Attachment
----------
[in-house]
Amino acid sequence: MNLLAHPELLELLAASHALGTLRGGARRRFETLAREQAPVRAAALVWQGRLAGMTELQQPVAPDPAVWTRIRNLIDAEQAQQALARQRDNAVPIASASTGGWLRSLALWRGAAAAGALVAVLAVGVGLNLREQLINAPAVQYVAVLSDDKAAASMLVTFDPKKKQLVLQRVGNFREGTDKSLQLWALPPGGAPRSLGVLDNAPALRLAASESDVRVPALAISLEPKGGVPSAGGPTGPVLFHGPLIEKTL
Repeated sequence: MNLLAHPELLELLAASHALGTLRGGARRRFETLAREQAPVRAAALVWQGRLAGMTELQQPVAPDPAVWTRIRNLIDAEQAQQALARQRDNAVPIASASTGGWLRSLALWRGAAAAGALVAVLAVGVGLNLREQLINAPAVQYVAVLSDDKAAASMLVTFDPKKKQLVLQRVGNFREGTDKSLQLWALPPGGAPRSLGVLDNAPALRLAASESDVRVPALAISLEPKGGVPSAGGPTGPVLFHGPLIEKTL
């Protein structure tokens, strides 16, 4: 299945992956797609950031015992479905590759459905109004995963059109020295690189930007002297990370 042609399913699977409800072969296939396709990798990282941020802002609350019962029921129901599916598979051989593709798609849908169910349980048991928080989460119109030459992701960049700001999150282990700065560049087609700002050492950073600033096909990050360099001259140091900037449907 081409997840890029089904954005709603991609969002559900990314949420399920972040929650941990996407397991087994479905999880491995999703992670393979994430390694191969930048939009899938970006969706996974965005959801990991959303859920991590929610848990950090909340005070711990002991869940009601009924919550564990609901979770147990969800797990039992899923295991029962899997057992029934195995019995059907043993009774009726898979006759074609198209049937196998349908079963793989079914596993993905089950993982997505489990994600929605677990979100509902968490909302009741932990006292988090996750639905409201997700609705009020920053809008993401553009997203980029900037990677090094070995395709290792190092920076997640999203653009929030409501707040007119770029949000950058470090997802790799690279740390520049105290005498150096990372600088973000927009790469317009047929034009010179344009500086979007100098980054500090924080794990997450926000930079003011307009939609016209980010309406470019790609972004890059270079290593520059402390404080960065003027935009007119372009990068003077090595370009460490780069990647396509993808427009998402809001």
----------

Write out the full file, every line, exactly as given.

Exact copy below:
[in-house]
Amino acid sequence: MNLLAHPELLELLAASHALGTLRGGARRRFETLAREQAPVRAAALVWQGRLAGMTELQQPVAPDPAVWTRIRNLIDAEQAQQALARQRDNAVPIASASTGGWLRSLALWRGAAAAGALVAVLAVGVGLNLREQLINAPAVQYVAVLSDDKAAASMLVTFDPKKKQLVLQRVGNFREGTDKSLQLWALPPGGAPRSLGVLDNAPALRLAASESDVRVPALAISLEPKGGVPSAGGPTGPVLFHGPLIEKTL
Repeated sequence: MNLLAHPELLELLAASHALGTLRGGARRRFETLAREQAPVRAAALVWQGRLAGMTELQQPVAPDPAVWTRIRNLIDAEQAQQALARQRDNAVPIASASTGGWLRSLALWRGAAAAGALVAVLAVGVGLNLREQLINAPAVQYVAVLSDDKAAASMLVTFDPKKKQLVLQRVGNFREGTDKSLQLWALPPGGAPRSLGVLDNAPALRLAASESDVRVPALAISLEPKGGVPSAGGPTGPVLFHGPLIEKTL
């Protein structure tokens, strides 16, 4: 299945992956797609950031015992479905590759459905109004995963059109020295690189930007002297990370 042609399913699977409800072969296939396709990798990282941020802002609350019962029921129901599916598979051989593709798609849908169910349980048991928080989460119109030459992701960049700001999150282990700065560049087609700002050492950073600033096909990050360099001259140091900037449907 081409997840890029089904954005709603991609969002559900990314949420399920972040929650941990996407397991087994479905999880491995999703992670393979994430390694191969930048939009899938970006969706996974965005959801990991959303859920991590929610848990950090909340005070711990002991869940009601009924919550564990609901979770147990969800797990039992899923295991029962899997057992029934195995019995059907043993009774009726898979006759074609198209049937196998349908079963793989079914596993993905089950993982997505489990994600929605677990979100509902968490909302009741932990006292988090996750639905409201997700609705009020920053809008993401553009997203980029900037990677090094070995395709290792190092920076997640999203653009929030409501707040007119770029949000950058470090997802790799690279740390520049105290005498150096990372600088973000927009790469317009047929034009010179344009500086979007100098980054500090924080794990997450926000930079003011307009939609016209980010309406470019790609972004890059270079290593520059402390404080960065003027935009007119372009990068003077090595370009460490780069990647396509993808427009998402809001």